Bilingualism

File:Quadrilingual danger sign - Singapore (gabbe).jpg
Quadrilingual warning sign written in Singapore's four official languages; English, Chinese (Simplified), Tamil and Malay.

In schools, students are also required to take a Mother Tongue class, where they are either taught Mandarin Chinese, Malay or Tamil.

As a result, most Singaporeans have at least conversational ability and basic literacy in a minimum of two languages, while many more are conversant in three or more languages, English, their assigned Mother Tongue, and the language that is used at home.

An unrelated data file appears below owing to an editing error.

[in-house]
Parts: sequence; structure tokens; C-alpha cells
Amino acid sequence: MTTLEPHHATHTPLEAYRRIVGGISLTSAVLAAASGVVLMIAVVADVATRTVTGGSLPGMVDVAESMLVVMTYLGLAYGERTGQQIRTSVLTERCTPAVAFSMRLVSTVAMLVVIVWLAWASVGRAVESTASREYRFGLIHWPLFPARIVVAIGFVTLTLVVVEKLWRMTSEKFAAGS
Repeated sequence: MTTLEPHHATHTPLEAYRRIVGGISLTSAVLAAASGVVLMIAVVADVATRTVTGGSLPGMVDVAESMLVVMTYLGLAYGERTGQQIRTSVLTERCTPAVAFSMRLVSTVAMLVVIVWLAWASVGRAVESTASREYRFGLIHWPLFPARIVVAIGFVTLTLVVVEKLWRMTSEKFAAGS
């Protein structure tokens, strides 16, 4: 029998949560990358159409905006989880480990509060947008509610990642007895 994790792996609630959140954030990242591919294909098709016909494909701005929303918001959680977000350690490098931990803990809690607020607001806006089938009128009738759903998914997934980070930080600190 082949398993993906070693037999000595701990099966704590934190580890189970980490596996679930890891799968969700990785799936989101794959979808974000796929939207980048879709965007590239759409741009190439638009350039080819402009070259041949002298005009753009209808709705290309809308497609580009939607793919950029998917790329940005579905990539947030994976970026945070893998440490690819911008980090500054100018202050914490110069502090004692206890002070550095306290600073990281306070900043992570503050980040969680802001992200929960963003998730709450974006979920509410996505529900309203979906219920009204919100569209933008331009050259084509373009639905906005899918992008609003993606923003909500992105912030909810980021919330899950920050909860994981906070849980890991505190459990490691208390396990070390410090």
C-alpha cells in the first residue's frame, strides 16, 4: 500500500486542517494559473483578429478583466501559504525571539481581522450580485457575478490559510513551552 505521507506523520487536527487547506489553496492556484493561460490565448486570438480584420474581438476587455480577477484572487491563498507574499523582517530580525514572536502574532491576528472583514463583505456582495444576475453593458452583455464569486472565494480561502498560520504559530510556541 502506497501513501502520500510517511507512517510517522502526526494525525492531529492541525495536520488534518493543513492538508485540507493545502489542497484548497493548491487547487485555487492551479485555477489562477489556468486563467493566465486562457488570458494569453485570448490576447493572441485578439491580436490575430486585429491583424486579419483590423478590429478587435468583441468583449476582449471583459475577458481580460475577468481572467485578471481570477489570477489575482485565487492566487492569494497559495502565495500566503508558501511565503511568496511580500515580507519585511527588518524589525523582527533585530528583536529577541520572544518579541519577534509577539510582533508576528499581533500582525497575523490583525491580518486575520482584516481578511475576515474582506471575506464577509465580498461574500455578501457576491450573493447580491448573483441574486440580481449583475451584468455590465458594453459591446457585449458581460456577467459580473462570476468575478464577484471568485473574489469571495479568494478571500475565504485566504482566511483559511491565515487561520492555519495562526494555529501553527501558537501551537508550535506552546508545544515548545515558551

Language most frequently spoken at home (%)
Language19902000
English18.823.0
Mandarin23.735.0
Other Chinese Languages39.623.8
Malay14.314.1
Tamil2.93.2

Other languages

About 60% of Singapore's Indian population speaks Tamil as their native language. Other Indian languages include Malayalam and Hindi.

There are around 5,000 Peranakans living on the island, and they still use the Hokkien-influenced Malay dialect called Baba Malay.

A handful of Portuguese Eurasians still speak a Portuguese-creole known as Papia Kristang. The most fluent speakers however, come from the pre-war generation.

Other pages

References